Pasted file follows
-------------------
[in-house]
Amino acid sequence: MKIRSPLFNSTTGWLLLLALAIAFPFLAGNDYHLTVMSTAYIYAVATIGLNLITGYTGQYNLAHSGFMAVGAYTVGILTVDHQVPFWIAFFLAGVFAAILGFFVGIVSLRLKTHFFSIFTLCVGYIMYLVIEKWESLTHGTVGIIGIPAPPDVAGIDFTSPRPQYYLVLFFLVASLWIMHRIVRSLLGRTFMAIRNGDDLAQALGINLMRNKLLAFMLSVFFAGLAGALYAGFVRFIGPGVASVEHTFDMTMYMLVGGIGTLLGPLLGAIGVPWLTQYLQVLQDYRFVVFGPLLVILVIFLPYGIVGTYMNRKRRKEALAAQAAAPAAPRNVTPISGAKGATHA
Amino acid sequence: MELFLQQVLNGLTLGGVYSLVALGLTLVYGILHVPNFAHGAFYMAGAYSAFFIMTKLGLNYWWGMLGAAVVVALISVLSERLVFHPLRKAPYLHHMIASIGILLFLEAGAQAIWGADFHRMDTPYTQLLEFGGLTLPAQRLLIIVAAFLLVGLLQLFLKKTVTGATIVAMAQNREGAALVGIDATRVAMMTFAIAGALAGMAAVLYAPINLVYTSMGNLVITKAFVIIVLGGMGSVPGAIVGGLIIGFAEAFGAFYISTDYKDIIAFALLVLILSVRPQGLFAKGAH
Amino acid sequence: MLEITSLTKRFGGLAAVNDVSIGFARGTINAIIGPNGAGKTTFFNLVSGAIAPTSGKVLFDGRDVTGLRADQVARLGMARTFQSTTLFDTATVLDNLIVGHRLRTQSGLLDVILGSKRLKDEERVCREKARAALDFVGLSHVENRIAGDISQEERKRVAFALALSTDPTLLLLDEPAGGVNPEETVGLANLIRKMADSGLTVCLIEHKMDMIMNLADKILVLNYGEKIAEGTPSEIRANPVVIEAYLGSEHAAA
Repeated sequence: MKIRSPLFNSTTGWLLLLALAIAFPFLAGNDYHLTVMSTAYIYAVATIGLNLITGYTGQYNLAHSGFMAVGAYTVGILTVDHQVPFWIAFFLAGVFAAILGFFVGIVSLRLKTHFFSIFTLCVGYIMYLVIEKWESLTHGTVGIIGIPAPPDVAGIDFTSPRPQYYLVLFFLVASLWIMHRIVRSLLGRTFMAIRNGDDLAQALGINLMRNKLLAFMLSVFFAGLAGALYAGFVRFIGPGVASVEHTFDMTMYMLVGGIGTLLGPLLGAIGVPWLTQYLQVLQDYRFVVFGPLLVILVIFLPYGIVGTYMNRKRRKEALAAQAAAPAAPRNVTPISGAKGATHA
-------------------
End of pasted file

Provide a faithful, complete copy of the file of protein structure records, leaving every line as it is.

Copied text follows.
[in-house]
Amino acid sequence: MKIRSPLFNSTTGWLLLLALAIAFPFLAGNDYHLTVMSTAYIYAVATIGLNLITGYTGQYNLAHSGFMAVGAYTVGILTVDHQVPFWIAFFLAGVFAAILGFFVGIVSLRLKTHFFSIFTLCVGYIMYLVIEKWESLTHGTVGIIGIPAPPDVAGIDFTSPRPQYYLVLFFLVASLWIMHRIVRSLLGRTFMAIRNGDDLAQALGINLMRNKLLAFMLSVFFAGLAGALYAGFVRFIGPGVASVEHTFDMTMYMLVGGIGTLLGPLLGAIGVPWLTQYLQVLQDYRFVVFGPLLVILVIFLPYGIVGTYMNRKRRKEALAAQAAAPAAPRNVTPISGAKGATHA
Amino acid sequence: MELFLQQVLNGLTLGGVYSLVALGLTLVYGILHVPNFAHGAFYMAGAYSAFFIMTKLGLNYWWGMLGAAVVVALISVLSERLVFHPLRKAPYLHHMIASIGILLFLEAGAQAIWGADFHRMDTPYTQLLEFGGLTLPAQRLLIIVAAFLLVGLLQLFLKKTVTGATIVAMAQNREGAALVGIDATRVAMMTFAIAGALAGMAAVLYAPINLVYTSMGNLVITKAFVIIVLGGMGSVPGAIVGGLIIGFAEAFGAFYISTDYKDIIAFALLVLILSVRPQGLFAKGAH
Amino acid sequence: MLEITSLTKRFGGLAAVNDVSIGFARGTINAIIGPNGAGKTTFFNLVSGAIAPTSGKVLFDGRDVTGLRADQVARLGMARTFQSTTLFDTATVLDNLIVGHRLRTQSGLLDVILGSKRLKDEERVCREKARAALDFVGLSHVENRIAGDISQEERKRVAFALALSTDPTLLLLDEPAGGVNPEETVGLANLIRKMADSGLTVCLIEHKMDMIMNLADKILVLNYGEKIAEGTPSEIRANPVVIEAYLGSEHAAA
Repeated sequence: MKIRSPLFNSTTGWLLLLALAIAFPFLAGNDYHLTVMSTAYIYAVATIGLNLITGYTGQYNLAHSGFMAVGAYTVGILTVDHQVPFWIAFFLAGVFAAILGFFVGIVSLRLKTHFFSIFTLCVGYIMYLVIEKWESLTHGTVGIIGIPAPPDVAGIDFTSPRPQYYLVLFFLVASLWIMHRIVRSLLGRTFMAIRNGDDLAQALGINLMRNKLLAFMLSVFFAGLAGALYAGFVRFIGPGVASVEHTFDMTMYMLVGGIGTLLGPLLGAIGVPWLTQYLQVLQDYRFVVFGPLLVILVIFLPYGIVGTYMNRKRRKEALAAQAAAPAAPRNVTPISGAKGATHA